CHINA is reporting a new strain of swine flu with potential to cause another pandemic.
The new flu is has been labeled “very, very dangerous” by Chinese researchers who revealed its discovery yesterday.
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Named genotype 4, or G4, the new strain of swine flu is genetically descended from the H1N1 swine flu strain that caused a pandemic in 2009, which claimed around 284,000 lives.
The G4 virus was observed to be highly infectious, replicating in human cells and causing more serious symptoms in ferrets, which experience similar symptoms to humans, than other viruses.
The discovery has sparked fears that the bug could mutate and spread easily from pigs to people and spread like Covid-19.
Chinese state-controlled media has dismissed concerns with warnings not to “overreact”, an eerily similar reaction to how they first downplayed Coronavirus.
‘ALL THE ESSENTIAL HALLMARKS’
Scientists at Chinese universities and China’s Centre for Disease Control and Prevention are saying that G4 possesses “all the essential hallmarks of being highly adapted to infect humans.”
G4 was found to bind to human-type receptors, attack airway cells found in the throat and lungs, and show “efficient infectivity and aerosol transmission”
They believe that one in 10 people who worked with pigs in China are said to have contracted G4.
It hits younger workers harder, with 20.5 per cent of subjects aged 18 to 35 testing positive.
The study reads: “Such infectivity greatly enhances the opportunity for virus adaptation in humans and raises concerns for the possible generation of pandemic viruses”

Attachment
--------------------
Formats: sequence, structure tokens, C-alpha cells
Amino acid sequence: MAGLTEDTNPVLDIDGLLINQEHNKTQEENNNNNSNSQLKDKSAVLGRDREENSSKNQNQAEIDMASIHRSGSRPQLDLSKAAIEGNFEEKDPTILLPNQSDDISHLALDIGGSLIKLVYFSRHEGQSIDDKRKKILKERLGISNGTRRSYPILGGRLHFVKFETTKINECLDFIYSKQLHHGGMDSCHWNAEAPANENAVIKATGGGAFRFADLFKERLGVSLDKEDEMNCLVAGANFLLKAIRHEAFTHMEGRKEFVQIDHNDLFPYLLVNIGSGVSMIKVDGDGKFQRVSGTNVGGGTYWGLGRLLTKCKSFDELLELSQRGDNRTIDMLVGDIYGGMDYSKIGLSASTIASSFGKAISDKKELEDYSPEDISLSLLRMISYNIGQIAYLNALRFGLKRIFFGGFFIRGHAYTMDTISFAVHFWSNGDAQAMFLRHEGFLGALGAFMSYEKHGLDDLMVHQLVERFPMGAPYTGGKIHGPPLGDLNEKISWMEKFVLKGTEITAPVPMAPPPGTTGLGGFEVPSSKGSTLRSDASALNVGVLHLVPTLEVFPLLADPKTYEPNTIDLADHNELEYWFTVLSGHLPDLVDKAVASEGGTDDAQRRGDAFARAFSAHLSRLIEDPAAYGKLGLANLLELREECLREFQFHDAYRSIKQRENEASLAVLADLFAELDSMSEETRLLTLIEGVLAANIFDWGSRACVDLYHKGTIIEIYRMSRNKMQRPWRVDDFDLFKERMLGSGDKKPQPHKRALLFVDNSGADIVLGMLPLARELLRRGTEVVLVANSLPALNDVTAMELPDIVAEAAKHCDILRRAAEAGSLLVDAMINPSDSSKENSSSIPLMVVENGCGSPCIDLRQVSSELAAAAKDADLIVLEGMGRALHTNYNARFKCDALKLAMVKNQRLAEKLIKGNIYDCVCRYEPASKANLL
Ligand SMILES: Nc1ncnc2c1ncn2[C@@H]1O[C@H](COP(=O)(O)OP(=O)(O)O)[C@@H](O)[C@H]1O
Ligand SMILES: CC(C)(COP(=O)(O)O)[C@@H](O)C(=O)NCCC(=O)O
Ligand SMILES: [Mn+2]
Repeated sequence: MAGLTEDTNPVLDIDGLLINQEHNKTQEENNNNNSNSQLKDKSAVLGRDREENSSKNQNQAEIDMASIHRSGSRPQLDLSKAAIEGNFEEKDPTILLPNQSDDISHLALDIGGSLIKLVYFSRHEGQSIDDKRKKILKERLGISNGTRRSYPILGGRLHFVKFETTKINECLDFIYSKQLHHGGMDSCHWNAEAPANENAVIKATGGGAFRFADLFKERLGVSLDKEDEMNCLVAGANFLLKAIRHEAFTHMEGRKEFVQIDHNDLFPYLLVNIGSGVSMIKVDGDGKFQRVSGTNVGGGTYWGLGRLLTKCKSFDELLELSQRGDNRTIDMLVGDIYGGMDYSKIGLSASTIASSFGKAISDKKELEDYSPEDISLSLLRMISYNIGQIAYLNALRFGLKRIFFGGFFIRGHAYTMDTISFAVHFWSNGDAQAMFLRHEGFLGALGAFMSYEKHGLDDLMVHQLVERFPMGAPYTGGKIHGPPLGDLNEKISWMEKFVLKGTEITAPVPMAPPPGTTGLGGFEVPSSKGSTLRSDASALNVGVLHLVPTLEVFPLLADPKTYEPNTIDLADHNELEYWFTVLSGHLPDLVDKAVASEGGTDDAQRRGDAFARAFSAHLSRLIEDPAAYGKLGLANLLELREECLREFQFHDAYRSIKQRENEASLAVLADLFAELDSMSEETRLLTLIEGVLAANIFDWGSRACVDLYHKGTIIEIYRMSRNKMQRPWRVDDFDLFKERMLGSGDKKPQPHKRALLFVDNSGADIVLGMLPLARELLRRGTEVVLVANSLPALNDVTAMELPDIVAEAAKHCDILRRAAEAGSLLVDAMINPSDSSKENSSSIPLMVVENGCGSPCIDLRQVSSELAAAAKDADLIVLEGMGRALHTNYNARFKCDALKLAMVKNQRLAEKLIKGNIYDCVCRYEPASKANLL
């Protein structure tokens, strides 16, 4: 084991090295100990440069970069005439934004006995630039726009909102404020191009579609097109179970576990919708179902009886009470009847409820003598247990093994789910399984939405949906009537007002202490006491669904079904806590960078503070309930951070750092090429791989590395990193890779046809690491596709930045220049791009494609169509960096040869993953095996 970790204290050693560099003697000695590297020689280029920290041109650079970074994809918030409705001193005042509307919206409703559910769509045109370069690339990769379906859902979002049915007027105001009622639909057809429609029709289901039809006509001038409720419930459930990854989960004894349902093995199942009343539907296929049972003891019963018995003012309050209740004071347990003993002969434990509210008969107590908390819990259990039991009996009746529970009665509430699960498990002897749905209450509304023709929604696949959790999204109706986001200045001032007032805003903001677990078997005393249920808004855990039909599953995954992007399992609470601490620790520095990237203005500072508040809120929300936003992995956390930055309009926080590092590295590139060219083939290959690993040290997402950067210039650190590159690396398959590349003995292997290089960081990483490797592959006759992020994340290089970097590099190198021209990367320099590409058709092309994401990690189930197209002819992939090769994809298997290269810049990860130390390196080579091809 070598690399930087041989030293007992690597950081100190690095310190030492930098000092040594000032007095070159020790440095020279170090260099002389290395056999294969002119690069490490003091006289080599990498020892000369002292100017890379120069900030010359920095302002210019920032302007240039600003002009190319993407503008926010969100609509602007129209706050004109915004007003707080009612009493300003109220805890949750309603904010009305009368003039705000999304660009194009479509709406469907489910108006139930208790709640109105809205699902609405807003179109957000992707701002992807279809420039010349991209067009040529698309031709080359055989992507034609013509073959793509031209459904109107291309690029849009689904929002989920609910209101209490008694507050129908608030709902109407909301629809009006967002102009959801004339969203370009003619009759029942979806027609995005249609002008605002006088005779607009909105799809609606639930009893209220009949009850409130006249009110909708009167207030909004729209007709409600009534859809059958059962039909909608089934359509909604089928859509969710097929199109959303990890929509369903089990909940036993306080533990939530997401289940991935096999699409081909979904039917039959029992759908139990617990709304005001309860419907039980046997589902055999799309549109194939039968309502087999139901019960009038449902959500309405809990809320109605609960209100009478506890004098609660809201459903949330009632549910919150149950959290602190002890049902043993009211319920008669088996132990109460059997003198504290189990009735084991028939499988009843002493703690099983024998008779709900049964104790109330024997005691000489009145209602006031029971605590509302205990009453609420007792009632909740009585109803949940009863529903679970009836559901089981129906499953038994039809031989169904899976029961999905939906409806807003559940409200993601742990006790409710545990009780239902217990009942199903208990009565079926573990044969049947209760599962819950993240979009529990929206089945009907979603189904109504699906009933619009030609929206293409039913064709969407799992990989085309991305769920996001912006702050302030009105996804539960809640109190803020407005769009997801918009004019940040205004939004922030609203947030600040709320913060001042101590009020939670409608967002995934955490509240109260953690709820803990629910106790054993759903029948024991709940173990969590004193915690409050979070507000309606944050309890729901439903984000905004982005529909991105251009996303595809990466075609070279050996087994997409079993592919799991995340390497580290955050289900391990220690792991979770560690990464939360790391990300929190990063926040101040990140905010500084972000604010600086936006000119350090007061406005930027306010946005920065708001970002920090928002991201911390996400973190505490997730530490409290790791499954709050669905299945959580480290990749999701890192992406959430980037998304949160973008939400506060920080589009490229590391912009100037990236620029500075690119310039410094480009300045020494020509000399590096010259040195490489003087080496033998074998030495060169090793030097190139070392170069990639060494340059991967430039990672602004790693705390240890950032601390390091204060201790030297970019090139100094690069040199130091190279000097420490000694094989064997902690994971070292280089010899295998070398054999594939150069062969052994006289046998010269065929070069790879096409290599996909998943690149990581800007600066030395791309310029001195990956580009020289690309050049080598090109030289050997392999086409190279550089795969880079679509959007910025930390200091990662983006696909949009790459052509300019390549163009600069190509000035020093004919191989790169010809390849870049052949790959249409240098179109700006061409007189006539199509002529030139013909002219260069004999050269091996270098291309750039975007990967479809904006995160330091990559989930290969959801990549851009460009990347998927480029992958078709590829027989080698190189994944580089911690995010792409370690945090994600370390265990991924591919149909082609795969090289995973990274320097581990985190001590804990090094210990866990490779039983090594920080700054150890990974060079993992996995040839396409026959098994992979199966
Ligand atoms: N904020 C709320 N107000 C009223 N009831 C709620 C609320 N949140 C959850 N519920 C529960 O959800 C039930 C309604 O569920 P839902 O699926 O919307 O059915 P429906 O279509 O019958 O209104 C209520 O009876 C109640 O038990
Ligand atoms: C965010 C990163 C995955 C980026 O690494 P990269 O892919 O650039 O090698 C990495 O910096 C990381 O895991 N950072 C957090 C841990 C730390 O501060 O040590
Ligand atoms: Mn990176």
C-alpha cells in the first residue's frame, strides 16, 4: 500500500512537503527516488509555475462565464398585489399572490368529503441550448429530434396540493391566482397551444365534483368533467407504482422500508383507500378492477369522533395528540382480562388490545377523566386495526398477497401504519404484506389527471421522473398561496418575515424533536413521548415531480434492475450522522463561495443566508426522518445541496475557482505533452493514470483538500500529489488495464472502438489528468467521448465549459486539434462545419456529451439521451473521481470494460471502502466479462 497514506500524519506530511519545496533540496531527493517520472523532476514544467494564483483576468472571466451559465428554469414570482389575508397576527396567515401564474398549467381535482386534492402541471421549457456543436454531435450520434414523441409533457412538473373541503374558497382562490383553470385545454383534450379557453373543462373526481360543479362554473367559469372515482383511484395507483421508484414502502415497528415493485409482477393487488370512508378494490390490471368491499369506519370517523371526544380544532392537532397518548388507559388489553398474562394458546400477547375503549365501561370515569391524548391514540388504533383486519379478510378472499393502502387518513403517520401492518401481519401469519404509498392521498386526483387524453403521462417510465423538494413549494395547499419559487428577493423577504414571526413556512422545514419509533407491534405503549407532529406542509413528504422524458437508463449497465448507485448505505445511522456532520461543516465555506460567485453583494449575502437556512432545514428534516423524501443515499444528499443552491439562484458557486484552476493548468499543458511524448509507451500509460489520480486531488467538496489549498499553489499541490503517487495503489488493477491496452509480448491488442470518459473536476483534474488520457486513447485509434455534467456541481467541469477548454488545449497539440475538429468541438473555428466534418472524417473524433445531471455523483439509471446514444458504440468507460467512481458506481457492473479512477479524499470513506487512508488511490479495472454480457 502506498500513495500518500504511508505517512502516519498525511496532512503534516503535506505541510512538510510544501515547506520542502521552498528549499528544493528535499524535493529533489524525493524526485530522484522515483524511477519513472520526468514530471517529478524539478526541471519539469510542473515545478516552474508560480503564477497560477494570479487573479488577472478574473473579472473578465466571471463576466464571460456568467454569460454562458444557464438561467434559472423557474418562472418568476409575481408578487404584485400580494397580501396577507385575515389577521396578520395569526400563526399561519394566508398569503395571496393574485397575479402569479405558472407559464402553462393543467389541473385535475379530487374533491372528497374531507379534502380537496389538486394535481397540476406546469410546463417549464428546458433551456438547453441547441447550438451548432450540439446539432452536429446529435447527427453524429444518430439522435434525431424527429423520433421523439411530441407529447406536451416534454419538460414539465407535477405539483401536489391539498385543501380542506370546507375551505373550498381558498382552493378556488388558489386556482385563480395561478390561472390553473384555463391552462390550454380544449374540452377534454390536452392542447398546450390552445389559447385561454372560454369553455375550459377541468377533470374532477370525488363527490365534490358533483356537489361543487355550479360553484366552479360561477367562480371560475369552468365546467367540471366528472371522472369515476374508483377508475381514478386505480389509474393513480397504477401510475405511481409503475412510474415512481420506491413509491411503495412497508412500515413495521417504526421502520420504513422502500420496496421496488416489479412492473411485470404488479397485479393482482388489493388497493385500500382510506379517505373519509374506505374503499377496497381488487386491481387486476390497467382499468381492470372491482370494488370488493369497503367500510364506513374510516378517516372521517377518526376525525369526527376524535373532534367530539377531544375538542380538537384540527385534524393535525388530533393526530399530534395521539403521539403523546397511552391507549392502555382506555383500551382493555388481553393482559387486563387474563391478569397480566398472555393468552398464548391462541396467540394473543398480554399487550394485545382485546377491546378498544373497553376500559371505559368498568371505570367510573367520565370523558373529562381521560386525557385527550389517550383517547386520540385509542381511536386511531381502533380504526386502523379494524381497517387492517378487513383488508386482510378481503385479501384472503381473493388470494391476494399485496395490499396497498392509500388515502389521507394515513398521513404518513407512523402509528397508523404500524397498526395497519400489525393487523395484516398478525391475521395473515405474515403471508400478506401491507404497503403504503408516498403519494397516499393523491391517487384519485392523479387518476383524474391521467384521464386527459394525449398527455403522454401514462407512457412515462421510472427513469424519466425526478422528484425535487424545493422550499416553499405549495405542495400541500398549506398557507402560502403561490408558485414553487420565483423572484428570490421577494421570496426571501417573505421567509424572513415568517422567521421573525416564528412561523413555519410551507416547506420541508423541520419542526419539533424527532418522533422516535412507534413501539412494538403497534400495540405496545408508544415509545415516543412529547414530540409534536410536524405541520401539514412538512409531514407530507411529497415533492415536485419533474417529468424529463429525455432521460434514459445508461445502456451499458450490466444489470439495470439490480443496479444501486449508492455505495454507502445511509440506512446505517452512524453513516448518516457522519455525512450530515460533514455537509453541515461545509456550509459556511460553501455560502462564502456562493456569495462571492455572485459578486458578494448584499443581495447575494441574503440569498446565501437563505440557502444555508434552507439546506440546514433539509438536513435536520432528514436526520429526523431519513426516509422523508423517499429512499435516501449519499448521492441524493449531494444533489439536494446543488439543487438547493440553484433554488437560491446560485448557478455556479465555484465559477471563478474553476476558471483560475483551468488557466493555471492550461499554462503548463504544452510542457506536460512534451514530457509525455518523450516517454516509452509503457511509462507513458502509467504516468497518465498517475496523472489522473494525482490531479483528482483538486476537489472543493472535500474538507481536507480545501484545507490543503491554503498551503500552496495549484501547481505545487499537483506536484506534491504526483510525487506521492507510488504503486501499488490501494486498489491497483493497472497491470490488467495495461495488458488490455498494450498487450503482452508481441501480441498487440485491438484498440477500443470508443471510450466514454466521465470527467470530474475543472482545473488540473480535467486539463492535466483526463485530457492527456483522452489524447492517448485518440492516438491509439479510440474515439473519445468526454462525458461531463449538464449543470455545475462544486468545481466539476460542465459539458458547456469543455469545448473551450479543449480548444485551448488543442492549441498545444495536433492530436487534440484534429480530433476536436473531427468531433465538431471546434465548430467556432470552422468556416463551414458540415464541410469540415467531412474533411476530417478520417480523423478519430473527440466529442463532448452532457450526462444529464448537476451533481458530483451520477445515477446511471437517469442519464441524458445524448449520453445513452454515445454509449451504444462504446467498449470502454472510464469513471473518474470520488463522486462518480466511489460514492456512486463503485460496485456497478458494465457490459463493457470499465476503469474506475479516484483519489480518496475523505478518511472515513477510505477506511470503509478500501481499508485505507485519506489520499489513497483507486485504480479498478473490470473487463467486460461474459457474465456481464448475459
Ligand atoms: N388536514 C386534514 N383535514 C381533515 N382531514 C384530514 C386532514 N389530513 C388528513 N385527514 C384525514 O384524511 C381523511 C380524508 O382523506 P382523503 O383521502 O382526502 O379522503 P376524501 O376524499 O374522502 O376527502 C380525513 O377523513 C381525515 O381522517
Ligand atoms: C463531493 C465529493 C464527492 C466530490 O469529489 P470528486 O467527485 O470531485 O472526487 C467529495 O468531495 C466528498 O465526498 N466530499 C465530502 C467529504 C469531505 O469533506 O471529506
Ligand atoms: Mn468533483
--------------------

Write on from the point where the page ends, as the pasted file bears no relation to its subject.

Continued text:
Tests showed that any immunity humans gain from exposure to seasonal flu does not provide protection from G4.
Researchers took thousands of swabs from pigs in slaughterhouses in Chinese provinces and a veterinary hospital over the course of the last 7 years, allowing them to isolate 179 swine flu viruses.
The majority were of a new kind which has been dominant among pigs since 2016.
“It is of concern that human infection of G4 virus will further human adaptation and increase the risk of a human pandemic,” the researchers wrote.
Professor Esther Choo, an American emergency physician and US science communicator, warned in a tweet: “2020 may not be done with us yet.”
Professor Choo quoted a colleague, an infectious diseases expert, as saying: “I rarely get worried, but this one bears close watching. This flu strain is very, very dangerous.”
The authors called for urgent measures to monitor people working with pigs.
Professor James Wood, who is an infectious diseases expert at the UK’s Cambridge University, said G4’s discovery highlighted the ease at which viruses can jump the species barrier.
He said: “The work comes as a salutary reminder that we are constantly at risk of new emergence of zoonotic pathogens and that farmed animals, with which humans have greater contact than with wildlife, may act as the source for important pandemic viruses.”
However other scientists have said it poses a lesser threat, saying that the virus hasn’t hit the human population in a big way in spite of years of exposure.
Carl Bergstrom, a biologist at the University of Washington, Tweeted: “There’s no evidence that G4 is circulating in humans, despite five years of extensive exposure. That’s the key context to keep in mind.”
CHINA DENIES THE G4 THREAT
Chinese Foreign Ministry spokesman Zhao Lijian told a daily news conference on Tuesday that China is closely following G4 developments.
He said: “We will take all necessary measures to prevent the spread and outbreak of any virus.”
The Chinese state-run Global Times reported that a veterinary medicine expert “close to the G4 research team” said the new virus was similar to swine flu and was “preventable”.
The unnamed expert allegedly said that while G4 had the potential to jump to humans, “the chance of human-to-human transmission is minor”.
The 2009 outbreak of G4’s cousin, H1N1, lasted 19 months and claimed 284,000 lives between January 2009 and August 2010.
The Global Times claimed that there were only 60million cases, however this number is a fraction of other countries’ estimates and figures.
According to the CDC there were 491,382 confirmed cases globally, with estimates ranging up to 1.4billion suspected cases.
The current counts for the ongoing coronavirus pandemic, which is believed to have spread from animals to humans too, is 10,485,763 cases and 511,543 official deaths.